Portions by Art Clowes
The Intercolonial Railway of Canada was built to satisfy a condition of the Maritimes joining Confederation. Three routes were surveyed, and due to security concerns the northernmost route was selected, as it was farthest from the U.S. border.
The ICR was originally built on the broad gauge (5′ 6″) but was re-gauged in 1875. The line between Campbellton and Moncton was completed in 1875. On July 1, 1876? it was declared open between Halifax and Levis.
In 1879 the ICR bought the line from Riviere du Loup, Quebec to Chaudiere, Quebec (Point Levis) from the Grand Trunk Railway. Running rights were secured over the Grand Trunk to Montreal, finally giving a through route from Montreal to Halifax.
The European and North American Railway became part of the ICR.
In 1890 the ICR was extended to Sydney, Nova Scotia.
The Intercolonial shops and other facilities were relocated to Moncton from Shediac starting in 1872. The marshes of the Petitcodiac River were gradually filled-in, and by 1892 the downtown railway facilities occupied 77 acres. In February 1883, the original three story brick and stone Intercolonial office building was destroyed by fire. The following year the railway replaced it with a larger red brick building on Main Street that survived until it was demolished in the 1960s as part of CN Moncton’s commercial redevelopment.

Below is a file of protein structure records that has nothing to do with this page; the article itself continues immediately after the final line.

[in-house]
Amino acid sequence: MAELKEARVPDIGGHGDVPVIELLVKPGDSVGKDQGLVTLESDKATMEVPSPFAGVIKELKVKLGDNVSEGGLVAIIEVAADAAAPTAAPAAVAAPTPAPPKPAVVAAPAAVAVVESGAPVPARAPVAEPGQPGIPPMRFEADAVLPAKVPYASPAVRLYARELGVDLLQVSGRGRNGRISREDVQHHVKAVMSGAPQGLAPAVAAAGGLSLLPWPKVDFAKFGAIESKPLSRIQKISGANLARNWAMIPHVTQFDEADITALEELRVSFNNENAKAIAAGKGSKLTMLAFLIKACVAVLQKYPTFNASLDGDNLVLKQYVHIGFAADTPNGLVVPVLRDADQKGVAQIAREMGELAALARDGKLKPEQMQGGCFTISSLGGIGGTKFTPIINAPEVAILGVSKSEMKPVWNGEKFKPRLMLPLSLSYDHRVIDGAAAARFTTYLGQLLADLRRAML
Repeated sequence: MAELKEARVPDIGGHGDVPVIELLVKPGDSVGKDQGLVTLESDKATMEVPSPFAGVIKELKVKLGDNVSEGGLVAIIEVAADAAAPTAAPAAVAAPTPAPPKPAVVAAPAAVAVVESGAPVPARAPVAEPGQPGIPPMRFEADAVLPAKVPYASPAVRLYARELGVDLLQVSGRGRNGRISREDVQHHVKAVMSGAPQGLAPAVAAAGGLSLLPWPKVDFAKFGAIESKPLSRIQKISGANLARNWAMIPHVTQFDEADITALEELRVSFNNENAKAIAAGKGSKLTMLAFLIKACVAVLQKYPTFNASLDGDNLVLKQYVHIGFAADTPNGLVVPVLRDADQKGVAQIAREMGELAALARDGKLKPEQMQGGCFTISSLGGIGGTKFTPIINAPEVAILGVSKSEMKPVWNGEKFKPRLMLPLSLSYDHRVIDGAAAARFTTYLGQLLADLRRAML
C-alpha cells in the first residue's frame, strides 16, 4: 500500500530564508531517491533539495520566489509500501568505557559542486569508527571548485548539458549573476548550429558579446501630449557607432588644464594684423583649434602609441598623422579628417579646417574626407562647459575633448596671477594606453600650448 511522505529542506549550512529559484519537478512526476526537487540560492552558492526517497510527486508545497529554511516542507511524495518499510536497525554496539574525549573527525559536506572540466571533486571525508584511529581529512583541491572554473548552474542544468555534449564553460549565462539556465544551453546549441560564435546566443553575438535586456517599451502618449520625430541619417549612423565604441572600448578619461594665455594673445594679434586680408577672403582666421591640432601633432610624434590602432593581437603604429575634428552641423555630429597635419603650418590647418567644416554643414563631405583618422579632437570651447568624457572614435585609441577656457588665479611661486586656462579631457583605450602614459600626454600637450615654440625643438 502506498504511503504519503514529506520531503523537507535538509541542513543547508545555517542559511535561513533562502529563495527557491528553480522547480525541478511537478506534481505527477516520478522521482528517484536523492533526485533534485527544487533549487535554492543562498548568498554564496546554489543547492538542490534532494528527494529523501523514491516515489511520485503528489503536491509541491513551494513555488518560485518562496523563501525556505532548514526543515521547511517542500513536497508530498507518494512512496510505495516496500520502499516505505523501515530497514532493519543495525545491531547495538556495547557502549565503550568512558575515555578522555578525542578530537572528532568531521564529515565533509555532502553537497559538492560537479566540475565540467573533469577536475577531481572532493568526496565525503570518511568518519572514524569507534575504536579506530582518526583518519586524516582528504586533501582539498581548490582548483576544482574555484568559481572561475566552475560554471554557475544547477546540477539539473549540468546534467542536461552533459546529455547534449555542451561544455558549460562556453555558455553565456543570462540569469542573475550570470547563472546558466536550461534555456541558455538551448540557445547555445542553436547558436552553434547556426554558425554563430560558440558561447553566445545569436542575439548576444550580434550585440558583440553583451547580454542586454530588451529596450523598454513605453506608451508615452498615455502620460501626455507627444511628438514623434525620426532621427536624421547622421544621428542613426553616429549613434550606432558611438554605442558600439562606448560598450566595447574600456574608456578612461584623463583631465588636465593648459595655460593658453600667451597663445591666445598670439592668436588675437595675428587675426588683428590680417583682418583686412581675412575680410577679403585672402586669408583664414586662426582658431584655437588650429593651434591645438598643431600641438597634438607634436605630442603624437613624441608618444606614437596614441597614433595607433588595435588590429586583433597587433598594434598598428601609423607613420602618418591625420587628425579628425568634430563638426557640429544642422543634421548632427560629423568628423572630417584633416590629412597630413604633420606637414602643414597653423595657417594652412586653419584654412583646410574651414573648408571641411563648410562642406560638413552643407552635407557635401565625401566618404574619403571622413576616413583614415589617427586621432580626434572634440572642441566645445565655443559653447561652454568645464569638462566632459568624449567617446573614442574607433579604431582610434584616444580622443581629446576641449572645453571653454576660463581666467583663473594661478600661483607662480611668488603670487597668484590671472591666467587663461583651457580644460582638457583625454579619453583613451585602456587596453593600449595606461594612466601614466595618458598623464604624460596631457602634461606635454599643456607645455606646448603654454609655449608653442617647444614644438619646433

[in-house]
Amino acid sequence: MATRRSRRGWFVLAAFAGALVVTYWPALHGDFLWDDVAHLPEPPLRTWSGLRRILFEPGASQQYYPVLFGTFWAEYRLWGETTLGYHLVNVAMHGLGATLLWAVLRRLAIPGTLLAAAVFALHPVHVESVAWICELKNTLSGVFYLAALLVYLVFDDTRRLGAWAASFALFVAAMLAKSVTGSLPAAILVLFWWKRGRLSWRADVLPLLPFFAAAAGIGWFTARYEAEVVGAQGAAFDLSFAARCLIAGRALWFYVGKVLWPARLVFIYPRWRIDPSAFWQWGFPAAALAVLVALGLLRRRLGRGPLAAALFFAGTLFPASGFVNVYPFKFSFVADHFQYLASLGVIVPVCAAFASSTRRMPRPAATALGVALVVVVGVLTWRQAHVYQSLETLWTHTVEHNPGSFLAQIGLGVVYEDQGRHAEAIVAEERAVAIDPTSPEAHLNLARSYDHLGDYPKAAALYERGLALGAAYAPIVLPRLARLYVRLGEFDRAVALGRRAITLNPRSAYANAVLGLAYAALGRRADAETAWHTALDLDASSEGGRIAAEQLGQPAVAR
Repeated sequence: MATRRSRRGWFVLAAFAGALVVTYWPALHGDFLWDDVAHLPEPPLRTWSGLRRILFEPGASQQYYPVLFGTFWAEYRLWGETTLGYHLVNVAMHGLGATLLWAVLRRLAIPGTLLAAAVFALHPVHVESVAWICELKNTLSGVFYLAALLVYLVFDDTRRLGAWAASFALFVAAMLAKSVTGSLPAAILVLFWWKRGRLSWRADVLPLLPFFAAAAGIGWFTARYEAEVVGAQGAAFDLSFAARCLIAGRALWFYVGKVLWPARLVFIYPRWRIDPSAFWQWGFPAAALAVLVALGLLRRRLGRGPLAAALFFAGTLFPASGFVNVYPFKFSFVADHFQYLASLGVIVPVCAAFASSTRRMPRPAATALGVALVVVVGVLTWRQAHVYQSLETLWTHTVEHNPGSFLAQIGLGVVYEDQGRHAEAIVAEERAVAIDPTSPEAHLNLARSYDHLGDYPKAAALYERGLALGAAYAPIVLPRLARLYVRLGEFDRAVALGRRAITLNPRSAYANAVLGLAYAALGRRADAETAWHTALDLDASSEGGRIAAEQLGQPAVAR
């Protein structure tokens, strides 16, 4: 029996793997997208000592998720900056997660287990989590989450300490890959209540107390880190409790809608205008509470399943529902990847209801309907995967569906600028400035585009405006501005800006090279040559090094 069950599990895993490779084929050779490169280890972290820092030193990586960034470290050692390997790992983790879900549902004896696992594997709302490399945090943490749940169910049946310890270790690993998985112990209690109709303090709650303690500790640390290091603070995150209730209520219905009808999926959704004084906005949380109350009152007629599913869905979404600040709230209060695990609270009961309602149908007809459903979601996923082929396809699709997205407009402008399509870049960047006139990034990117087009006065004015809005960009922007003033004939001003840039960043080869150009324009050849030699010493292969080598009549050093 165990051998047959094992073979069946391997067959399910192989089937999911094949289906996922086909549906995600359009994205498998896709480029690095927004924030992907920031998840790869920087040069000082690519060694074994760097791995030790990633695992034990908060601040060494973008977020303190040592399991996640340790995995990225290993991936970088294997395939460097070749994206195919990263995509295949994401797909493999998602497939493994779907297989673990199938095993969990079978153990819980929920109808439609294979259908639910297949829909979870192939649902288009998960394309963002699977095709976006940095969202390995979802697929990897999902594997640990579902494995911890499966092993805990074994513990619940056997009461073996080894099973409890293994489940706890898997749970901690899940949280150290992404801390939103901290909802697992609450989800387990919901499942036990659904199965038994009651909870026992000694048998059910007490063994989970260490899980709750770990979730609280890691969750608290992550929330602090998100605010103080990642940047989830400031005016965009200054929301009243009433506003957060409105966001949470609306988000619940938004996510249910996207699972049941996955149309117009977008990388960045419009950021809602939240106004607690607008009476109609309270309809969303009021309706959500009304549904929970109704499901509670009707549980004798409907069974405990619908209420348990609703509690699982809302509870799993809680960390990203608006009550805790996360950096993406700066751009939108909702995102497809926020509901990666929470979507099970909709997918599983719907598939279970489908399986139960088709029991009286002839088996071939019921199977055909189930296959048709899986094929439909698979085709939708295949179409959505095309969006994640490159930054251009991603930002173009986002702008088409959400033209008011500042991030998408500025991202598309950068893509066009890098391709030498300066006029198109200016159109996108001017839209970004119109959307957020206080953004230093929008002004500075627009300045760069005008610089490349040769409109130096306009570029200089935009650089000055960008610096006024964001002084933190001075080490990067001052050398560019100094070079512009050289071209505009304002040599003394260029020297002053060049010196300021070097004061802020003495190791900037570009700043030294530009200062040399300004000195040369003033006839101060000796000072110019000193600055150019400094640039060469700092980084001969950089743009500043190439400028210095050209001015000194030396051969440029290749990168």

Until February 1906, the downtown railway property was the site of the Intercolonial Railway shops, but on Saturday, February 24, a fire destroyed a major portion of these shops. This led to the first redevelopment of the downtown property. As the new shops were built along the Intercolonial mainline to the north adjacent to John Street, the old shop site was transformed into expanded railway yards, that would last until the 1960s when Gordon Yard was constructed and the downtown property turned over to commercial development.
The Dalhousie Branch was opened on June 30, 1884. It extended from Dalhousie Junction to the town of Dalhousie. The branch was still in operation in the 21st century as the Dalhousie spur of the New Brunswick East Coast Railway.
On August 14, 1888 the Intercolonial Railway issued a tender for “the construction of a Passenger Station, Freight Shed and platforms at Gloucester Junction, N.B.”